Another widely despised man has a high probability of signing up to join the rudderless hell cruise that is the Trump administration. This time, it’s Kansas Governor Sam Brownback, whom the White House announced on Wednesday is President Donald Trump’s nominee to be the State Department’s ambassador at large for international religious freedom.
If confirmed, Brownback’s new job will be to promote religious freedom abroad as a US foreign policy objective. According to the State Department’s website, it’s the ambassador’s office’s job to monitor “religious persecution and discrimination worldwide, recommend and implement policies in respective regions or countries, and develop programs to promote religious freedom.” According to the Kansas City Star, Brownback is best known for introducing conservative abortion restrictions, welfare reforms, gun laws, and a disastrous tax cutting plan.
But Brownback will perhaps be remembered best by the people of Kansas for being the second least-popular governor in the nation, allowing the 60 percent approval rate he had upon assuming the governorship in 2011 to slip to 25 percent, according to a recent survey conducted by Morning Consult. Brownback lost the least-popular governor contest to Chris Christie, who has a disapproval rate of 69 percent. Nice.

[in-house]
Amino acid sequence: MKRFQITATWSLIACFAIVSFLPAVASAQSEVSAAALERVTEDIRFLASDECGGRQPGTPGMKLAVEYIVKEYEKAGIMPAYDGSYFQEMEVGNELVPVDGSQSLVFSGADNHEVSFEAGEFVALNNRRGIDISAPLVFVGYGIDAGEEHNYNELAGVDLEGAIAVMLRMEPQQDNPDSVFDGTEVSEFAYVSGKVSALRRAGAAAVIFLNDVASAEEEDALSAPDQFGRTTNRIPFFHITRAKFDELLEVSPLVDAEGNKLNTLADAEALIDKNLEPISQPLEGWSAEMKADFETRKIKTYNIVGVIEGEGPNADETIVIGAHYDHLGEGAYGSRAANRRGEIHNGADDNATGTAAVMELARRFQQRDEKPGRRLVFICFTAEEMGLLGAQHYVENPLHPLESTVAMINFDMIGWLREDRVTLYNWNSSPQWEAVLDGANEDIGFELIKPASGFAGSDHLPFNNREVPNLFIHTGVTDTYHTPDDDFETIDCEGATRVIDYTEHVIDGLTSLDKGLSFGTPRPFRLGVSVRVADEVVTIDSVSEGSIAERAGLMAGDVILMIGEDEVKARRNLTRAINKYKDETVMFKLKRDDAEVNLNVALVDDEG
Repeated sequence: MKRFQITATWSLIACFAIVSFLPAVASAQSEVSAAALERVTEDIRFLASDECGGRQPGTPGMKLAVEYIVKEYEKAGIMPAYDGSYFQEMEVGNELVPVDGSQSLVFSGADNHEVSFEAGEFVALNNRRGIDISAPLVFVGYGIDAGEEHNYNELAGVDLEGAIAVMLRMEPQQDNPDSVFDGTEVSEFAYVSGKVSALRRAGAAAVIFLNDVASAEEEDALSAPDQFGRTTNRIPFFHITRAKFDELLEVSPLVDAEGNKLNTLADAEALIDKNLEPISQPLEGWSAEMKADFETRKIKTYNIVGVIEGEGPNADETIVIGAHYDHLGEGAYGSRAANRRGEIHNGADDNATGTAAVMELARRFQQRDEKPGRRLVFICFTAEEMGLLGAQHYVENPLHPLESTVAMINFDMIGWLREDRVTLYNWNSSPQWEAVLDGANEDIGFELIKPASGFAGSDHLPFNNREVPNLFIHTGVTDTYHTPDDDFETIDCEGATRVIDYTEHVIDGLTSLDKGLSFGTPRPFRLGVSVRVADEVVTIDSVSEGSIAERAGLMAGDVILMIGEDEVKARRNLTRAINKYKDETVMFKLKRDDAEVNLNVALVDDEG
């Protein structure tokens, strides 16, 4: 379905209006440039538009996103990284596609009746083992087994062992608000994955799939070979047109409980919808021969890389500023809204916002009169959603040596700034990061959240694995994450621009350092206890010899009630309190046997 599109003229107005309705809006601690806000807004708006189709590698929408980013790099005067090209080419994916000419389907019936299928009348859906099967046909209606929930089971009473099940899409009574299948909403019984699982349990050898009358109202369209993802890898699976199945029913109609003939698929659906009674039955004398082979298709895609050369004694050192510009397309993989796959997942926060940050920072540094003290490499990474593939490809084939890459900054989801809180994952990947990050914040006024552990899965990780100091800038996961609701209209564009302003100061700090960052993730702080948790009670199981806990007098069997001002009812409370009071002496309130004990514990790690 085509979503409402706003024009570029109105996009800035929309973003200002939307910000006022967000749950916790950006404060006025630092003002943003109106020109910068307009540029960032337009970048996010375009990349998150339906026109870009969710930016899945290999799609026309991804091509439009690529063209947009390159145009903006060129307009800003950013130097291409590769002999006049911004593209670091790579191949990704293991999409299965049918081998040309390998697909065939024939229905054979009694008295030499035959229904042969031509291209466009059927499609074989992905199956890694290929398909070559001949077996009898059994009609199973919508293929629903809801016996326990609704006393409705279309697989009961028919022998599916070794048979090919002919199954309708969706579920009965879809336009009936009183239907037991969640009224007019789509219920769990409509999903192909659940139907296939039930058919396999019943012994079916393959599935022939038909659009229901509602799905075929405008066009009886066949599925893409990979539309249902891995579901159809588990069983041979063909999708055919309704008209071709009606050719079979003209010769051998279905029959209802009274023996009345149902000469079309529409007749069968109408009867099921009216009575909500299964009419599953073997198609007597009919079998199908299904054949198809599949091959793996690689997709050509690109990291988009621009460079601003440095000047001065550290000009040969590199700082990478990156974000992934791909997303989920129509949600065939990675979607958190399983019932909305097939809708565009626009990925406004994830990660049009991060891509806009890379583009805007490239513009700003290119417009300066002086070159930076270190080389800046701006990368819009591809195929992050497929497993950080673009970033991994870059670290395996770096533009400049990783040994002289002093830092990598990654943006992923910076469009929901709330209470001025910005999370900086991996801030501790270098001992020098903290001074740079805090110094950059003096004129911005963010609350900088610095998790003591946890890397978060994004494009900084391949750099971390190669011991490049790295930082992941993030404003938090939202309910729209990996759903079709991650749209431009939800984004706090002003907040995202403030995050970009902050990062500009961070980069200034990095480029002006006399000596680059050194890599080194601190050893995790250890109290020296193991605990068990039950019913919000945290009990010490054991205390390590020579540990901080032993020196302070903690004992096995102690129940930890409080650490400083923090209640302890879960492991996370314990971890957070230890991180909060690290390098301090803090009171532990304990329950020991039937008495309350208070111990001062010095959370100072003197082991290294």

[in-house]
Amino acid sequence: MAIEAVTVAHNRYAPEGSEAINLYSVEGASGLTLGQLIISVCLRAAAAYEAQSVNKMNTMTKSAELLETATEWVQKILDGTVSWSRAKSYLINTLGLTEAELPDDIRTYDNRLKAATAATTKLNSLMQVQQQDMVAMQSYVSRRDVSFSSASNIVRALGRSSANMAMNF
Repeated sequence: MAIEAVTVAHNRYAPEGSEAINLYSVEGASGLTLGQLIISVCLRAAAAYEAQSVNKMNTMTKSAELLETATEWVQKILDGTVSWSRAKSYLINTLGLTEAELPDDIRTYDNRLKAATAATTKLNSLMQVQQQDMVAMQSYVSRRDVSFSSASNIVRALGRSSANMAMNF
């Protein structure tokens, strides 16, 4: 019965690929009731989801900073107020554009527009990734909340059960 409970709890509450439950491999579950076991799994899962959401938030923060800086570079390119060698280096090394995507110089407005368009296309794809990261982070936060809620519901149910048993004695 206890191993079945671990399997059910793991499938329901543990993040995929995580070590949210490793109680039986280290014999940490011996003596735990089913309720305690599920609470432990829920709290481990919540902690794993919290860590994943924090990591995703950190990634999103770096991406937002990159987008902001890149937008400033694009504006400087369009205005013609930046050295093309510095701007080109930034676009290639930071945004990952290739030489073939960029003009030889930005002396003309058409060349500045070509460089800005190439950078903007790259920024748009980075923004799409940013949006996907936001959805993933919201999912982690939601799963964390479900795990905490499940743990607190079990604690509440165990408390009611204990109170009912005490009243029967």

Tom Wit, executive director of LGBT rights group Equality Kansas, said in a statement about Brownback’s nomination (emphasis mine):
“Governor Brownback is unsuited to represent American values of freedom, liberty, and justice, whether at home or abroad. His use of religion is little different than that of a bully wielding a club. His goal is not to use religion as a way to expand freedom, but to use a narrow, bigoted interpretation of religion to deny freedom to his fellow citizens. He has caused enough damage here in Kansas. We do not wish him upon the world.”
Democratic State Representative Jim Ward also weighed in on the nomination, saying, “I’m not going to miss him…. He has left a state in carnage and destruction.”
As I mentioned, Brownback still needs to be confirmed by the Senate, a situation his spokesperson got in front of by issuing the statement “Governor Brownback is still Governor of Kansas” on Wednesday. No doubt many of his constituents were celebrating his departure prematurely.